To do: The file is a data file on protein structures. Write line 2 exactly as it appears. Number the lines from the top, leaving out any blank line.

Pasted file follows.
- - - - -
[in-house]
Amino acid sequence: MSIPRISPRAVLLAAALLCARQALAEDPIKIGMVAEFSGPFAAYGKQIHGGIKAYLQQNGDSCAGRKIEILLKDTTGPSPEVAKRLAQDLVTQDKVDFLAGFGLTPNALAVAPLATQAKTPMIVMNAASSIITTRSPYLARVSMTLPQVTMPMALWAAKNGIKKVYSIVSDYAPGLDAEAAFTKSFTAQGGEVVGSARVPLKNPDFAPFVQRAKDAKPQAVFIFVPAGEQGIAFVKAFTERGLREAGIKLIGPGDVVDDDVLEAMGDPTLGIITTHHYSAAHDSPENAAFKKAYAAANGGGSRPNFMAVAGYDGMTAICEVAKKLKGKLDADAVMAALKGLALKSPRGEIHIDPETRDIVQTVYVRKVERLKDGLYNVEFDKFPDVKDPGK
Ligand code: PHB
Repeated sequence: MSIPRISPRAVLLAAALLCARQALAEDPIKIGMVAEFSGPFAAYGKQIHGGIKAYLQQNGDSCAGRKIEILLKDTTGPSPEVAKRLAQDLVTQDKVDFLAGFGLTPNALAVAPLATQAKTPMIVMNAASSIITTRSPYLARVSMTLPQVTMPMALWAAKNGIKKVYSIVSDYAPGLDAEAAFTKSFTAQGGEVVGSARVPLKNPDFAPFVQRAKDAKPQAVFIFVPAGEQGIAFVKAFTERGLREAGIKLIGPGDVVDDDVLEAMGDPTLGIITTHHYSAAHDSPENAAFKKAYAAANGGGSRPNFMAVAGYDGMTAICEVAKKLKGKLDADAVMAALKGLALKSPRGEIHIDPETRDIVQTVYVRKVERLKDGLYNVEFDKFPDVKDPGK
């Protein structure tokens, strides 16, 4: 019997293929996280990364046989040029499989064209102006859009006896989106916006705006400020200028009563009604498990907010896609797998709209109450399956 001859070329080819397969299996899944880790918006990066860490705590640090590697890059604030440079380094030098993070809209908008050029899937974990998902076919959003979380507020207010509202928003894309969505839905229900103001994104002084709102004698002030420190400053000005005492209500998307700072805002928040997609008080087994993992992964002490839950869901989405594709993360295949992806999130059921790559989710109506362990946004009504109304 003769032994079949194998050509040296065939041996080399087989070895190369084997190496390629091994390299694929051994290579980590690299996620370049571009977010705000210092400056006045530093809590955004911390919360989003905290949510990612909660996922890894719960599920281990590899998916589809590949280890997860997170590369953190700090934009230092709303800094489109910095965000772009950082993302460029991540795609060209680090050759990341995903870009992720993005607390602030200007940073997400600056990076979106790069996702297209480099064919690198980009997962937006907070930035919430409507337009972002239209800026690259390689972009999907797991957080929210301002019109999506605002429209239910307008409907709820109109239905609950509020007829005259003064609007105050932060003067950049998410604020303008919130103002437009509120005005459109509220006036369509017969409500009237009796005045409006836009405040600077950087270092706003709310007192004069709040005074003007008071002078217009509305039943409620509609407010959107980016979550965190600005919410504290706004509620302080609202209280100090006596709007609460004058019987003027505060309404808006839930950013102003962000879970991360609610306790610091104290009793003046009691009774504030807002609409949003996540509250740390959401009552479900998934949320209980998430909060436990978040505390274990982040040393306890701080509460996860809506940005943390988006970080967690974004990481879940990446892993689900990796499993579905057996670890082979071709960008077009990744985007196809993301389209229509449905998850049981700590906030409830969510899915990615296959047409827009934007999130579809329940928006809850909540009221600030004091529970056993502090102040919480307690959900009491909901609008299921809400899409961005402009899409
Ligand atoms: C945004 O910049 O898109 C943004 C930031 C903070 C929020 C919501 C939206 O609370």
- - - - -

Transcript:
Amino acid sequence: MSIPRISPRAVLLAAALLCARQALAEDPIKIGMVAEFSGPFAAYGKQIHGGIKAYLQQNGDSCAGRKIEILLKDTTGPSPEVAKRLAQDLVTQDKVDFLAGFGLTPNALAVAPLATQAKTPMIVMNAASSIITTRSPYLARVSMTLPQVTMPMALWAAKNGIKKVYSIVSDYAPGLDAEAAFTKSFTAQGGEVVGSARVPLKNPDFAPFVQRAKDAKPQAVFIFVPAGEQGIAFVKAFTERGLREAGIKLIGPGDVVDDDVLEAMGDPTLGIITTHHYSAAHDSPENAAFKKAYAAANGGGSRPNFMAVAGYDGMTAICEVAKKLKGKLDADAVMAALKGLALKSPRGEIHIDPETRDIVQTVYVRKVERLKDGLYNVEFDKFPDVKDPGK